Then, one of my more astute munchkins piped up, “But there’s one difference between people and other living things. Plants and animals don’t have to be married.”
Fortunately, I was able to answer the student with a simple, “Please raise your hand next time” and the moment passed.
We had another abbreviated week, so I’m combining posts again.
Week 16 can be summed up in five words: six tests in three days. We had to finish all our units before the winter break. Well, we didn’t have to, but I thought it would be cruel to make the munchkins work over the break, so I felt we had to. But, all the tests had to be near the end of the week so that we didn’t have time to start anything new.
At first the munchkins were suspicious about all those tests. But, when I explained that this meant the last week of school would just be fun and they wouldn’t have any homework over the break, they got on board quickly.
Unfortunately, a plague went through my class and we had numerous kids out on each of the test days (6 kids on Wednesday!) and so week 17 became known as….
…the week of make-up tests. We had three half-days to make up the tests. Some kids had missed all six! I had to pull munchkins away from their fun activities and make them take a test on Earth science, or number patterns, or compare and contrast. It was unpleasant.
But, when we weren’t doing make-up tests, we were having wintery fun! Students wrote winter stories on mitten patterns and we made snow globes out of paper plates and felt.
I made this as a model so the munchkins could have an idea of what the finished product should look like. It got a little bent on the way home.
My buddy teacher and I found the idea on Pinterest (where else!) last week and thought it would be perfect. The thing we didn’t anticipate was how hard it would be for the kiddos to cut out clothes from the felt. We should have cut out the clothes for them, or at least made many stencils ahead of time. But did we think of that? No. So we were forced to cut little stencils out of notecards as students wailed about their shirt not looking right.
But in the end, all the snow globes looked cute and the kids were able to take them home.
Week 14 was a non-week since it was Thanksgiving break. We didn’t do anything normally. It wasn’t worth a post.
This week, it had the appearance of normalcy because it was a five-day week. But, there were many interruptions.
Monday-Normal- We learned about author’s purpose in ELA, counted with number patterns in math, and began learning about soil in science class.
Tuesday-Not Normal-Tuesday morning was Doughnuts with Daddy. Each class put on a small presentation for the dads–we sang a song about daddy and baby bears to the tune of “Hush Little Baby”– and then enjoyed eating doughnuts and playing on the playground with the dads. I don’t know if you can remember back to when you were six, and imagine what it would feel like having your dad take off work, come to school, just to give you attention. I know I can because my dad came to have lunch with me once when I was in first grade and I was bursting at the seams the whole morning. That was basically what happened to 130 children on Tuesday.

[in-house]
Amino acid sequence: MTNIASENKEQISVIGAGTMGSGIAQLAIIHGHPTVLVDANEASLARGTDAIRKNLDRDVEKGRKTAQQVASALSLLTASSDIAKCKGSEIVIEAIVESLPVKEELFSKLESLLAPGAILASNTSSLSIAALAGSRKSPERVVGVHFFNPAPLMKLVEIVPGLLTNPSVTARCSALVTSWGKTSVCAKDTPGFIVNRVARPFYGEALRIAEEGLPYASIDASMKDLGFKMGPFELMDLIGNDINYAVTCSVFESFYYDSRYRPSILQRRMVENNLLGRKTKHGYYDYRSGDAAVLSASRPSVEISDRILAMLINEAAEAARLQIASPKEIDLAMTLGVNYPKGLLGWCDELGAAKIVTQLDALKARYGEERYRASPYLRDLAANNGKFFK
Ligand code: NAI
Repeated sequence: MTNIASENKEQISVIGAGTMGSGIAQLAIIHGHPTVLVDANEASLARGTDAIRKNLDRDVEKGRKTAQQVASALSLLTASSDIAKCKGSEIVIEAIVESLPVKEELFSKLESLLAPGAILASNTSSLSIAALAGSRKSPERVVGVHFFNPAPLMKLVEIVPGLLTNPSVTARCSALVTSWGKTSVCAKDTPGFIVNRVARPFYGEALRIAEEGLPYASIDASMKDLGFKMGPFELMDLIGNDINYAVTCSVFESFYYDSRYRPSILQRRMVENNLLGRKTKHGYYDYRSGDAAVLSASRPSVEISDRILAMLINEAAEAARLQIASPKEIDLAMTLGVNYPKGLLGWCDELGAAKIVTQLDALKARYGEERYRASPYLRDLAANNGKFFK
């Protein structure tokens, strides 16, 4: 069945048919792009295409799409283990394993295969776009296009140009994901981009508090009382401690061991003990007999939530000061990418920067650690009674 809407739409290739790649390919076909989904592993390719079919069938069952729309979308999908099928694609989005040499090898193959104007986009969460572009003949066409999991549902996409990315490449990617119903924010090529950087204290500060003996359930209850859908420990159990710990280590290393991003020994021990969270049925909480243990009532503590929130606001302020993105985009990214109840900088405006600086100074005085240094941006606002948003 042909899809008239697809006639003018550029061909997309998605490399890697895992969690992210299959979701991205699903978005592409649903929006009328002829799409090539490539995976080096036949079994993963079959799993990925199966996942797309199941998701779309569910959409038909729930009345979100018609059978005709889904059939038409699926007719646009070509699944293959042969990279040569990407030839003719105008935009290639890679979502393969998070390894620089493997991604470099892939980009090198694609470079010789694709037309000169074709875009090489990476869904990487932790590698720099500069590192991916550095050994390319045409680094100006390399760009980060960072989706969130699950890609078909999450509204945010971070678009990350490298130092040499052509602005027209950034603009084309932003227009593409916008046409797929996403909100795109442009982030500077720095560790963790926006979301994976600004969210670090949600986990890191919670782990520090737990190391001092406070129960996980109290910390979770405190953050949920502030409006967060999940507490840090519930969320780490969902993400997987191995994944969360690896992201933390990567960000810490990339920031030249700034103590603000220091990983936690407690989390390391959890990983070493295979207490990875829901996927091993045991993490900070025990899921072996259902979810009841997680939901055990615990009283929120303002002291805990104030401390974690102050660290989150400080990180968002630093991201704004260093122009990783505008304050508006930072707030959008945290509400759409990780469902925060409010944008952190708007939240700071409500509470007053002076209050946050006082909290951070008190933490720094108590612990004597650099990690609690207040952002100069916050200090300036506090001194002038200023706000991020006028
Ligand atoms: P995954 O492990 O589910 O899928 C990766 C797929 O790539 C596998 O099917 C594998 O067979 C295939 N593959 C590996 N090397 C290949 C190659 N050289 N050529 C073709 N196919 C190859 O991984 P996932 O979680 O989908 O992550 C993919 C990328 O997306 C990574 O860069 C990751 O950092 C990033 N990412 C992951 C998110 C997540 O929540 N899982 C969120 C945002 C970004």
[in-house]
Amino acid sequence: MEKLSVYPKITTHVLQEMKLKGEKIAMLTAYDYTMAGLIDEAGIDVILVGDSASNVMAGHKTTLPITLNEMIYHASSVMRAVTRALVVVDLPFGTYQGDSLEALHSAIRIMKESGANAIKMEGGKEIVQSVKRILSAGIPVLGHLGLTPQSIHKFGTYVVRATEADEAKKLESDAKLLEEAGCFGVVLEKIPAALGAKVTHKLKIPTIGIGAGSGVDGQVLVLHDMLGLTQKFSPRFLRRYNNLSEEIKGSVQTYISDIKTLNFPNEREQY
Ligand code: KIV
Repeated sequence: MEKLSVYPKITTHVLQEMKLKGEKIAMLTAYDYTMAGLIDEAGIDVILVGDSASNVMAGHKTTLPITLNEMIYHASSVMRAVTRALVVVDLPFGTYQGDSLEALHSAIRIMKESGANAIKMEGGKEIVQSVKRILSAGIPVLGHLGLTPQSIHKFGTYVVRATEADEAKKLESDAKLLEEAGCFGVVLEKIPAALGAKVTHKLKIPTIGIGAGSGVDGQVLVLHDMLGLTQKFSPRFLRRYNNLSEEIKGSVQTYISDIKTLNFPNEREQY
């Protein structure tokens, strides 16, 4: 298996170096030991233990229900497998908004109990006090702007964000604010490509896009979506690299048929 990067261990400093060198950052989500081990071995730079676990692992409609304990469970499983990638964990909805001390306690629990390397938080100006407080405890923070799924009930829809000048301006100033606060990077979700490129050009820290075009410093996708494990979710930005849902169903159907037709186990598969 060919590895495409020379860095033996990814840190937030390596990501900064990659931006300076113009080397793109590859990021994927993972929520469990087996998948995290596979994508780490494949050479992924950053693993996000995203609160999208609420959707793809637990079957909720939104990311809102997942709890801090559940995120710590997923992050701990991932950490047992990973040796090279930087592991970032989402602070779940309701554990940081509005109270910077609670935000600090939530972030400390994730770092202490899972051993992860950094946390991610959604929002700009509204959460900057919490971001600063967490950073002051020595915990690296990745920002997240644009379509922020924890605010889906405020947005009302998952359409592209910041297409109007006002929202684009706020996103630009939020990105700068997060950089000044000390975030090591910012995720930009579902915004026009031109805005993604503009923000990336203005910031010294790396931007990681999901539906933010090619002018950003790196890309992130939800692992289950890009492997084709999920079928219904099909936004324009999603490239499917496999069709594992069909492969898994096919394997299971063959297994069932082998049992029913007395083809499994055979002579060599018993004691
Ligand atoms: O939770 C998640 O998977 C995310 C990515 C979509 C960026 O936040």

Wednesday-Normal-We wrote thank-you cards to our dads in ELA, learned about counting on a hundreds chart in math, and practiced writing our address in social studies.
Thursday-Not Normal-I had a doctor’s appointment at 10 right by my house, so I thought I would just take the morning off. I gave very clear, detailed sub plans and planned lots of fun things for my kids to do. When I got to school, I knew what would happen. Chaos would erupt. And it did. It’s like they hadn’t seen me in a month. “I missed you so much!” “School wasn’t good!” “Can I kiss you?!” All this while I was trying to be discreet since the kids were in one of their special area classes. So I just hissed “I missed you too! I’m sure it was good! No!” It would have been an exercise in futility to assume that the rest of the day would precede normally. But, we got through the afternoon.
Friday-Not Normal-There was a little ice on the road, so we had a delayed start to the day. Usually, this would have triggered a crazy day that was less than productive. But, after all the other interruptions during the week, this was just too much for the munchkins. I think their little brains broke. They walked into class and stared at me. I said, “Let’s work” and they said “okay.” So it was an awesome day.
This week was all one lead-up to the end of the week. We learned about reading, writing, math, social studies, and science, but I don’t think anyone was paying attention. How could I expect them to pay attention? We were going to a cavern on Friday!
The weather had been magnificent all week, but a cold front blew through Thursday night and when we woke up on Friday, the weather was 40 and rainy. Yuck! Fortunately, all the parents watched the weather and dressed their children in bundles of coats and hats, scarves and gloves, and all manner of rain gear. It looked like I was leading 30 fluffy little monsters onto the bus.
Once we got there the rain had cleared up, so we were able to troop into the cave shop without getting wet. Once in there we took off all the coats, scarves, boots, and mittens because the cave is a pleasant 72 degrees year-round. Once in there, the munchkins loved seeing the stalactites, stalagmites, columns, underground rivers and a little frog who had escaped the rain.
We went back up and enjoyed a picnic lunch (inside), then put all our warm gear on and played around on the playground for 10 minutes to get all the energy out before we got back onto the bus.
It hadn’t been fully 3 minutes after we all got on the bus before it began to pour again.